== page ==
Skip to Content

Boats, Water Fun and Things that Float for Kids

This week’s linky will Discover & Explore Boats, Water Fun & Things that Float!

Kids can explore a number of science and engineering ideas by trying to build their own boat and playing around with the concept of sink and float. 

How heavy is an item before it sinks?  And what type of materials can be used to make a boat that floats?



Science Fun: Create Your Own Boat

We wanted to test our sink & float theories and boat ‘contraptions’ so we created a few of our own ships and headed to the pond at our local park.

First, we discussed what we had in the house that might float.  You can test this concept with the kids by filling a sink or a small tub with water and testing the items you find around the house. 

Note from the Fun Police (that’s what my kids call me when I do these warnings): 

Since this activity involves large amounts of water, young children should be supervised at all times!  I warn you that small kids will try to ‘chase’ their boats as they float away in the pond or lake so if you have a non-swimmer, have them wear a life vest when they are near the water. 🙂

Create a Boat and Explore Science with Kids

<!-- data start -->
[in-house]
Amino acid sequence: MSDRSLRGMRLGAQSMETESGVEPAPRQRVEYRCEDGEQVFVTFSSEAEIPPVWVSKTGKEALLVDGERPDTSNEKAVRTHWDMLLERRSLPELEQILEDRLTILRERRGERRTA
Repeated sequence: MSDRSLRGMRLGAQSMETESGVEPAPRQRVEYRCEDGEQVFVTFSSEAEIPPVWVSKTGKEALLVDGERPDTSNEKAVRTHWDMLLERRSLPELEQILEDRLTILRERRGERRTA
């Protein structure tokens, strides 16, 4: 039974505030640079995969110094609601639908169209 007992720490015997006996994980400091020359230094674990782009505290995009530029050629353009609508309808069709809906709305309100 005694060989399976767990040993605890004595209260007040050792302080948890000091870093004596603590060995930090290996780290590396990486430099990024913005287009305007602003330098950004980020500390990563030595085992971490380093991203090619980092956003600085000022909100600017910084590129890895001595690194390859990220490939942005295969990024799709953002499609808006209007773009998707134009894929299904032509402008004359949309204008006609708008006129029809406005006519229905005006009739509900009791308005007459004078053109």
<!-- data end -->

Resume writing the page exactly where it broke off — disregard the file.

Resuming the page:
My daughter knew right away that she wanted to create a boat out of tin foil. Something easy that she could mold (and remold)  into the shape she liked.  I asked her why she chose tin foil and she told me because it was light. 

Science Lesson 1: 

As you try putting different objects in water, ask the kids to tell you why some items sink and others float.  Items that float are have less density than the water.  Density may be difficult for kids to understand — it’s the amount of mass that makes up an object. 

For example, a rock is solid all the way through whereas a plastic easter egg of the same size is only filled with air in it’s middle.  So the rock has a higher density than the plastic egg, even though they are the same size.

Many kids will convey the ideas of “being lighter or heavier” as to why things will sink or float.  Explain that the weight of an object is usually related to it’s density.  You can introduce other science concepts as they grow and continue to ask questions adding on to the knowledge they have already acquired. 


Exploring Science with DIY Boats

I decide to make more of a raft — out of plastic Easter eggs!  (I have so many of the darn things that I create unique ways to use plastic eggs).  I just connected them with packing tape to hold them together.  And don’t forget to tie a string to your boat in order to be able to pull it back to shore when you’re done sailing.

My daughter told me she didn’t think my boat would float — she thought it would have water splash into the openings and sink the raft.  Good observation as water can easily get into the open part of the eggs.  But it did float (chalk up one for Mom 😉

Science Lesson 2: